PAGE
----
Field Studies with the NUS Marine Lab

Date December 19, 2011


False-clown anemonefish (Amphiprion ocellaris)

While many people on holiday during this season slept in on this stormy and miserably wet morning, a group of biologists and volunteers like myself, trudged down to Pulau Hantu for a little exploration. The order of the day was to do a survey of gobies and sand-divers, and retrieve some data loggers and coral samples. Sounds easy.


Work goes on despite the less than favourable weather.

Well, diving was made a little clumsy when all of us were decked out like Christmas trees with various tools from hammers and fish nets to pneumatic drills, screw drivers and other home-made devices strapped to our bodies on top of our dive gear! I even managed to drag along my camera to take some pictures. I was thinking about you!


Orange sea cucumber

Upon my first descent, while on the prowl for skittish and well camouflaged gobies, I came across this conspicuous Orange sea cucumber. If only the gobies we were looking for were as easy to spot and convenient to study as these sea floor dust-busters!


Saddled prawn-goby (Cryptocentrus leucostictus)

This is one of several tens of gobies I encountered today along the reef slope and reef flat. Gobies are arguably the most species-diverse fish in our oceans and though they are common and almost ever diver and walker along the shore might have encountered one, very little is known about them. Which is why we’re doing these trips to learn more about the gobies we have here in Singapore.


Lined chromodoris nudibranch (Chromodoris lineolata) and Goniopora Coral

Sitting around and waiting for fish to show up (more effective than swimming around to look for them because you’re more likely to frighten them away!) means that you also slow down to spot the little things on the reef, like this Chromodoris lineolata that is the smaller than the size of of a single polyp of Goniopora Coral!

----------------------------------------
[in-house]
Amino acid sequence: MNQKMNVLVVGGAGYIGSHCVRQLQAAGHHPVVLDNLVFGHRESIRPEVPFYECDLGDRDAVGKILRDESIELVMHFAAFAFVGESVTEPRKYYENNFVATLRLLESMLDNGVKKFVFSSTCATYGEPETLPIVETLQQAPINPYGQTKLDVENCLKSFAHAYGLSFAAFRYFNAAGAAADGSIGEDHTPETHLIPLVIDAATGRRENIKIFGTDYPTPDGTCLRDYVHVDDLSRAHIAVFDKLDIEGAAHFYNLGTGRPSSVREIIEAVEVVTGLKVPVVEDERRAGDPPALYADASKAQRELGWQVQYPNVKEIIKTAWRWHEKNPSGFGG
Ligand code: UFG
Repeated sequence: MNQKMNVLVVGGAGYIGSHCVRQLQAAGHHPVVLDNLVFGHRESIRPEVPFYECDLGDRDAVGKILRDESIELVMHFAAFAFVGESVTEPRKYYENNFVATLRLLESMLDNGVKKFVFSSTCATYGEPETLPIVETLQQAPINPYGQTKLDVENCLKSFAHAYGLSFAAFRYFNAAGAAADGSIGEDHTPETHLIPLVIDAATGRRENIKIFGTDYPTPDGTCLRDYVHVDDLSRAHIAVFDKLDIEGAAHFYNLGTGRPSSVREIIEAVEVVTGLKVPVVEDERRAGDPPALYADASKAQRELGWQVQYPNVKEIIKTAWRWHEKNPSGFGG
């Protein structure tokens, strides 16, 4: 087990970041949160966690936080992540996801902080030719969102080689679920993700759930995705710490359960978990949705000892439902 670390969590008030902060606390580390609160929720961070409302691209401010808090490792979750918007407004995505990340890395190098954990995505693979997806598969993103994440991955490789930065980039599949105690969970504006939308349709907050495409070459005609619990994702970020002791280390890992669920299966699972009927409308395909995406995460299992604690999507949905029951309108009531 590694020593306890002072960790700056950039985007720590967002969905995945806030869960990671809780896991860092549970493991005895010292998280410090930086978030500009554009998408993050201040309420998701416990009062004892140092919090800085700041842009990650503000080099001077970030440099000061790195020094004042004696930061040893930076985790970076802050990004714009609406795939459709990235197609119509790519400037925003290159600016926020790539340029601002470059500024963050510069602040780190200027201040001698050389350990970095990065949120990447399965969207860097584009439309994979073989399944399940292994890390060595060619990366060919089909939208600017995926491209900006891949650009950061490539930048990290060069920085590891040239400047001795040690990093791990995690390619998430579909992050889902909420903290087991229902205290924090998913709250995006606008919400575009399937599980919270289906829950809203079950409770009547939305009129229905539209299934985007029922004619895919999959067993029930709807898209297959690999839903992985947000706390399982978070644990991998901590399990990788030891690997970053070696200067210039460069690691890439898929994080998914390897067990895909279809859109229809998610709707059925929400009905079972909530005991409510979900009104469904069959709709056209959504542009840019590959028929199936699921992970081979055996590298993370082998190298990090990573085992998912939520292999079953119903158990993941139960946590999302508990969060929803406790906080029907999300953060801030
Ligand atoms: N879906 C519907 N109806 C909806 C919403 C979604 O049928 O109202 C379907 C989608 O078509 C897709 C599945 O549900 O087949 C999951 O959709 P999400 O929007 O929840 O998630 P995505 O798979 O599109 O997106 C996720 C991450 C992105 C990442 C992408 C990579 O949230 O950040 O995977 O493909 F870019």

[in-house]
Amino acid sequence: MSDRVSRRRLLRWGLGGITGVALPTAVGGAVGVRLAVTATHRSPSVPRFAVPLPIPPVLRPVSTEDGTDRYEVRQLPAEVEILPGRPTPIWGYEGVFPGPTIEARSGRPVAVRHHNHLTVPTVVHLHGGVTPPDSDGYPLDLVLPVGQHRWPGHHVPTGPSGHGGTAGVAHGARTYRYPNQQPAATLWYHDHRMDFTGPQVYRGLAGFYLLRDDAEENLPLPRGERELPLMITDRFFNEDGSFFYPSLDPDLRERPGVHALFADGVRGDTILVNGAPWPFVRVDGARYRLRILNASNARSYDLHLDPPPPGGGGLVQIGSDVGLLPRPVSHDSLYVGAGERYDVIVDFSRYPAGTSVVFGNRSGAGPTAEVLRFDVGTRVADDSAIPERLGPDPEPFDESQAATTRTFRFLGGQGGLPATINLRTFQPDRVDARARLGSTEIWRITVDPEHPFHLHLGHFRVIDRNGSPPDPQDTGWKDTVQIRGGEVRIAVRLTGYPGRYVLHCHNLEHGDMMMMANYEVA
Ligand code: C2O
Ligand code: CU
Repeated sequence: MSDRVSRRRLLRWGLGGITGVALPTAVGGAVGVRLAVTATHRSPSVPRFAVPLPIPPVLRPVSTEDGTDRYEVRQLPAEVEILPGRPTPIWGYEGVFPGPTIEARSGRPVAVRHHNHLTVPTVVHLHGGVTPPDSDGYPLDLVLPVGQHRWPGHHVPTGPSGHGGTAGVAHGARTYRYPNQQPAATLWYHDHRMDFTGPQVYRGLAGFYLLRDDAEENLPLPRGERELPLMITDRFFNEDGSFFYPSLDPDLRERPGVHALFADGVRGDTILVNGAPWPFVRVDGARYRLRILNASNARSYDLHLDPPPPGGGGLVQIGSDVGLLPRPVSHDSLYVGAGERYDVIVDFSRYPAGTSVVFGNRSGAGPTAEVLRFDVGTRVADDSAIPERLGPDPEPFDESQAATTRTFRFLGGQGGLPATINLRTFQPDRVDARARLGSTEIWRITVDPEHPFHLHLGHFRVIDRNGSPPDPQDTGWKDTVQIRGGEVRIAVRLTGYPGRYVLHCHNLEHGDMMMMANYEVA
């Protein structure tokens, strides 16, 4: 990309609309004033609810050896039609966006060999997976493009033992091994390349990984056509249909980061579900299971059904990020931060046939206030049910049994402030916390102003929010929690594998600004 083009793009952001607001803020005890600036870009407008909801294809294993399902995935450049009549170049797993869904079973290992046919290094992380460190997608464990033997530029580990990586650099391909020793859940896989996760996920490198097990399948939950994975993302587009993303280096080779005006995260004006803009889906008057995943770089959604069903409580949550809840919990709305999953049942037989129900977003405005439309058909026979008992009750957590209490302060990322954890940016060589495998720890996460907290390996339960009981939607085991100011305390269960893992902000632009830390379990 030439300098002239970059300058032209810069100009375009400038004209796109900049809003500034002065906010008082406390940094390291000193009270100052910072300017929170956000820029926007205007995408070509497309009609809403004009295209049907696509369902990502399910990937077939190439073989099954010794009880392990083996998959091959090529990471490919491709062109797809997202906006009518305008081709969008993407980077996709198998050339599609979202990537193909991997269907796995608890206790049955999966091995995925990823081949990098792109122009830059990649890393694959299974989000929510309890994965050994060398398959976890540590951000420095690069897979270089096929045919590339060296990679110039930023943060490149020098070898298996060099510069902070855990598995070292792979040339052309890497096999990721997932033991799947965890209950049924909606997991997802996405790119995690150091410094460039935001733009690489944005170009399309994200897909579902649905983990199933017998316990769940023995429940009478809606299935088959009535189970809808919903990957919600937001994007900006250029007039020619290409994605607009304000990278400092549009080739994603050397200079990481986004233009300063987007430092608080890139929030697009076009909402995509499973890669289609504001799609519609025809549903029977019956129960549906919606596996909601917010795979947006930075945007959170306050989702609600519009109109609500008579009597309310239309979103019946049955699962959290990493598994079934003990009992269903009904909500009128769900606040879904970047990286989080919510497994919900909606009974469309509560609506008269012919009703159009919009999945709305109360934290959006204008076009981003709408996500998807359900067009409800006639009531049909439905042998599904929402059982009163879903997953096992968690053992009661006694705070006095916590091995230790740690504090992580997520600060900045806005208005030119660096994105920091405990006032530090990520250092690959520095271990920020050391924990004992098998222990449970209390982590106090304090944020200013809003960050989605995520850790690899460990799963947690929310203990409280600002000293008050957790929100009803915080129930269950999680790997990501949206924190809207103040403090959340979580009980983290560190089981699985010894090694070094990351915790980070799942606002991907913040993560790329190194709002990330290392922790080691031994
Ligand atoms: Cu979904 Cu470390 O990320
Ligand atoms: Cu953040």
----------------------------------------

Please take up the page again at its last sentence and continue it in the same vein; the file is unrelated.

Orange-spotted gymnodoris nudibranch (Gymnodoris rubropapulosa)

Not bothering with camouflage was this Orange-spotted gymnodoris nudibranch that was crawling upon the Sargassum algae. I think it was feeding on the tiny hydroids that form a crust upon the surface of the algae.


While I was off looking at fish, Jani Tanzil, a Research Fellow at Tropical Marine Science Institute, was looking into corals. Like trees, corals add seasonal layers, which appear as bands in their hard calcium-carbonate shells. Corals respond to small changes in temperature, rainfall, and water clarity in a matter of months, making them a uniquely sensitive climate record. From a small core from the coral, scientists can put together a very detailed picture of climate in the Tropics—significant because much of Earth’s weather is controlled by conditions in the Tropics. The bore sample on the top has several holes in it from organisms that had burrowed into the coral.


In 2009 and June this year, Jani placed a stain on this particular colony of porites coral (left) which we see as purple-coloured bands. The bands in the coral’s shell can change in thickness with changes in temperature, water clarity, or nutrient availability, so while each band can record the season’s climate, the interpretation of the record depends on how the three factors are related. Jani shared with me that corals in Singapore have been found to grow between 2-2.5 inches/year on average, which is a relatively fast growth rate compared to other corals in the region. On the right is a space of white further down the bore that marks the 1998 coral bleaching event.


Although there are several tens of species of gobies here in Singapore, we rarely have the chance to take a closer look at them. Their small size and elusive nature leave scientists with many questions. Up close, we really get to appreciate the unique morphology of gobies. This one in particular resembles a mudskipper with its huge eyes on top of its head. By the way, did you know that mudskippers are a kind of goby?! But gobies come in many different shapes and sizes and can be found all over the world; in the tropics and in colder waters.


It was worth getting up early and getting caught in the rain and taking 2 very long and cold dives because I learned so much today! It was my first time holding and examining a freshly-cut coral core sample. I found out that not all corals form bands that are so distinct and comprehensive, branching corals for example have a growth rate that decelerate with increasing age and colony size, which makes studying them a little less straight forward. It was a wonderful opportunity to learn and observe field techniques that local scientists are using to understand more about not only Singapore reefs, but reefs around the world as well! Thanks to Dr. Zeehan Jaafar for inviting me for this field trip!

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